And so that was the start of something fun and serious, a devotion to literature that, in desperate times, is just desperate enough to work.  We are here, still at the beginning of a long and crash-ridden road to publishing excellent books.  In our first year, we established our office in Ballard, created the company’s identity/logo (done by the wonderful Rachel Blowen), set-up a web presence, edited/proofed/designed/and printed 3,000 copies of An Dantomine Eerly, shipped off hundreds for review, created new approaches to marketing campaigns, signed a national sales & distribution contract with Ingram Publishing Services (IPS) for all Dark Coast’s titles, made a bad-ass book trailer, and signed (to date) two new titles for Spring of 2011.  We also watched the Bruins suffer one of the most devastating playoff losses in NHL history, and subsequently drank a ton of whiskey.  Now Dark Coast Press is nearing its one-year anniversary.  I imagine this anniversary is the same most start-up independent literary fiction publishers face.  That is:  We’re still here, and hopefully we can stay.  We are learning everything there is to learn about this industry to make it better.  We are becoming relevant.  We are releasing good books, and have our sights set on more.  And we love every single second of everything we do.  Just please, keep reading!

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AARON TALWAR is the publisher and co-owner of Dark Coast Press, a literary fiction publishing house in Seattle (www.darkcoastpress.com). He has been profiled in The Stranger and Shelf Awareness as an exciting, up-and-coming indie publisher. Aaron has an unhealthy exuberance for good books, Guinness, and hockey. The fact that he was born and raised in New Jersey contributes to his foul mouth and obtuse sense of humor. He lives in Seattle, WA.

23 responses to “The Apparent Insanity of Ambition or, How I Started an Indie Press”

  1. You’re making me want to move to Seattle… Sounds like a great place.

    Good for you taking the risk to start an indie publisher. The world really needs more of these for the sake of quality literature.

  2. dwoz says:

    See?

    New Hampshire really is the spiritual birth mother of the whole universe. Too bad everyone leaves home.

    Hey, when you get right down to it, what is publishing anyway? Get some paper. Make it dirty with ink. Find people who will trade cash money for it.

    And what is it today? Move some electrons around! Be a stone blocking the flow of the river of entropy.

    Can’t really be THAT hard, right?

    Best of luck in it!

  3. Art Edwards says:

    As a self-publisher, I quit calling it “this economic climate” years ago. It’s *the* economic climate, and as long as there’s not a lot of cheap money out there, it will always be tough. I don’t care if you’re selling literary fiction or trying to be a plumber.

    Do what you love today, and hope you can do it tomorrow. That’s as good as it gets.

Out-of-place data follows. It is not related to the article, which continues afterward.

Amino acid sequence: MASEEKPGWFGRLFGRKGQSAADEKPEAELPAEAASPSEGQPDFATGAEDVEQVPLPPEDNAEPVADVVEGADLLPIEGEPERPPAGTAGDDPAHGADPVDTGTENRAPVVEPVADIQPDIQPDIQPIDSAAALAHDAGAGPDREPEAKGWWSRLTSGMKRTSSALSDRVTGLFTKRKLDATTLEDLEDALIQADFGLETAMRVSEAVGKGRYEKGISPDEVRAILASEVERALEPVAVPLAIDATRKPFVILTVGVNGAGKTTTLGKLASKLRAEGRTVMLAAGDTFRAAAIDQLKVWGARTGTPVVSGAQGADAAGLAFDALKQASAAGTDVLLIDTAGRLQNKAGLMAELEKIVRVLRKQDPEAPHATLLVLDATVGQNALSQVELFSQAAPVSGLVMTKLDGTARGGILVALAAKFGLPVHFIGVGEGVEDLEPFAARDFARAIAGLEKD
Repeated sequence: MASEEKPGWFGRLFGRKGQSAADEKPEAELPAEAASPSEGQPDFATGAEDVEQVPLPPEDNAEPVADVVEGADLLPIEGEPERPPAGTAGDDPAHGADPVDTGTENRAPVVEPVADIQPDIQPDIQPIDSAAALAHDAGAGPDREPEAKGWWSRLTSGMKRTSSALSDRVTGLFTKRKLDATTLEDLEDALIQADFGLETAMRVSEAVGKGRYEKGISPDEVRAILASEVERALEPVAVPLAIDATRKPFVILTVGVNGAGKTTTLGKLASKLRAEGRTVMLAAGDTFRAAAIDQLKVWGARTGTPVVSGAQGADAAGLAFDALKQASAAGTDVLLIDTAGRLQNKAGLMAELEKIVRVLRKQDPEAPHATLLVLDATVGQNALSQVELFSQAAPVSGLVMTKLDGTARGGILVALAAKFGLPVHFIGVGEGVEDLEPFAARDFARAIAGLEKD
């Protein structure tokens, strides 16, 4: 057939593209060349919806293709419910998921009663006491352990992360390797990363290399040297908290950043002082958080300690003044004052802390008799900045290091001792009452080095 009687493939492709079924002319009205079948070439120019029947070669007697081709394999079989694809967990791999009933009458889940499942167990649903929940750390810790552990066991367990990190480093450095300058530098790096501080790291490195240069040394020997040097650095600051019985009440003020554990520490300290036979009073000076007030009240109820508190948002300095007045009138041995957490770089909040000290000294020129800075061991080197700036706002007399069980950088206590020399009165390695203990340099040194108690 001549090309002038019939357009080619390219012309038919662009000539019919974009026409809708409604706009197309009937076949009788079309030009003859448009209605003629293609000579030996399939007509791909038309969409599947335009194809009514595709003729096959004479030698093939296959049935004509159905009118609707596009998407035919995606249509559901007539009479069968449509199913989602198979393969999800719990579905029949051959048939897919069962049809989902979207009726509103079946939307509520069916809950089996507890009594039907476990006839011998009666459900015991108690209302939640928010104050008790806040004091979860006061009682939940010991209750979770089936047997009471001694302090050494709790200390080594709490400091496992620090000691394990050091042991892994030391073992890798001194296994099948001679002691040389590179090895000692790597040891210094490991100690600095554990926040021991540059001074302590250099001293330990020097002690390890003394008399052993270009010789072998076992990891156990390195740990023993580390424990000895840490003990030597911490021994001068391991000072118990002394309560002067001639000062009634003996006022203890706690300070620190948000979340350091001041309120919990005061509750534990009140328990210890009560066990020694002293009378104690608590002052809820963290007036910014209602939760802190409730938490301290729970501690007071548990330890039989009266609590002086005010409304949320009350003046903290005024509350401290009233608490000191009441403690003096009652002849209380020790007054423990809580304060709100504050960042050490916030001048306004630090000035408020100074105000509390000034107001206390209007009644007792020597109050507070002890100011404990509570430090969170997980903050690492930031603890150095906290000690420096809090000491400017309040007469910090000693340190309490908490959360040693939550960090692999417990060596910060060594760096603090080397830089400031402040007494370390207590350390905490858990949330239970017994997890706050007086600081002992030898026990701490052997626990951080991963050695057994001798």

Art

  4. Inspiring, Aaron. I too believe the death knell is more a self-perpetuating excuse than a reality. I do as much as I can to hold up my end in my little office in Fremont. I’ll keep an eye out for your titles in the local shops.

    • Aaron Talwar says:

      Thanks Sean. Keep an eye out for the book and if it’s not on the local bookshelf it will be. Do you stay in Seattle most of the time or are you in San Fran? If you are around I would love to meet up.

  5. Simon Smithson says:

    Aaron! That’s so badass! I’m hugely impressed by this.

    I didn’t know that about Seattle, but, given my love for all things organised and neatly-set-out, I throw my full faith behind anything that has a one hundred page business plan.

    Rock, man.

    And welcome to TNB!

    • Aaron Talwar says:

      Oh man. You should have seen the look on the investors and bankers faces we gave the business plan to. It was like a deer in the headlights. Thanks for the welcome.

  6. jonathan evison says:

    . . . i met aaron for a beer and we talked business, and i gotta’ say i was really impressed . . . he’s a smart dude with great instincts . . .

  7. […] named the new baby Dark Coast Press, after a line in Ezra Pound’s First Canto (’Elpenor, how art thou come to this dark […]

  8. Lisa Rae Cunningham says:

    Aaron, props to you for take a wild leap “in this economic climate.” This was a well-written read and especially fun for me since you are, apparently, my homeboy. I’m from North Jersey, have lived on the New Hampshire seacoast and, in fact, know the precise location of Pearson Education, where a friend of mine also began her editorial career. And, well, everybody knows Hoboken. (I’m totally confused about how a Jersey native becomes a Bruins fan — LET’S GO DEVILS — but I now live in California and mostly don’t care about sports anyway, so we can be Canadian about it and not go to war.) Very cool news about your new press.

  9. Aaron–hi from one deranged, masochistic indie publisher to another. It’s an oddly great life, isn’t it? I co-founded Other Voices Books in 2004, out of a lit mag I’d been running for years, and I wouldn’t trade it, in any economic climate.

    Hey, do you know Bryan Tomasovich in Seattle? You probably already do. He runs Emergency Press–and is also my editor (for my collection, Slut Lullabies, that just came out in June.) In fact, he’s publishing another TNBer soon, Erika Rae, too. You two should definitely hook up if you haven’t. Evison could set that up, or let me know and I’ll send you Bryan’s email address.

    Rock on.

  10. angela says:

    i didn’t know that about seattle! and having moved from the east coast to the west coast recently, i totally miss dunkin’ donuts coffee.

    congrats on your venture and your escape from the corporate world.

  11. Bryan is at [email protected] and tell him you’re a TNBer and I sent you and you’re in Seattle: you two should definitely sit down together over some scotch.

  12. Deb Devlin says:

    Aaron, you wonderful soul !!
    “De reir a cheile a thogtar na caisleain”
    It takes time to build a castle !!

    The fruitful friendship has turned into a brillant partnership,( Watch out Seattle )

  13. Aaron Dietz says:

    I’m glad you chose Seattle–it’s a good place for some things to happen, and jeez people love their coffee here. It’s practically illegal to separate someone from their coffee, health code be damned–I was shocked, amazed, and happy when I saw several people carry their coffee cups right into a movie theater. Sweet heaven!

    A good place to read books for sure. And do meet up with Bryan Tomasovich–he’s my editor also. Ask him about all the crazy stuff he’s doing–technically impossible for one person to do so much, but he does it somehow.

  14. Aaron Talwar says:

    Aaron. You have such a wonderful name. The coffee culture here is so organic, I love it.

    I am meeting with Bryan today and I am really looking forward to it.

  15. potato butt says:

    This is seriously awful grammar. The phrasing might be even worse.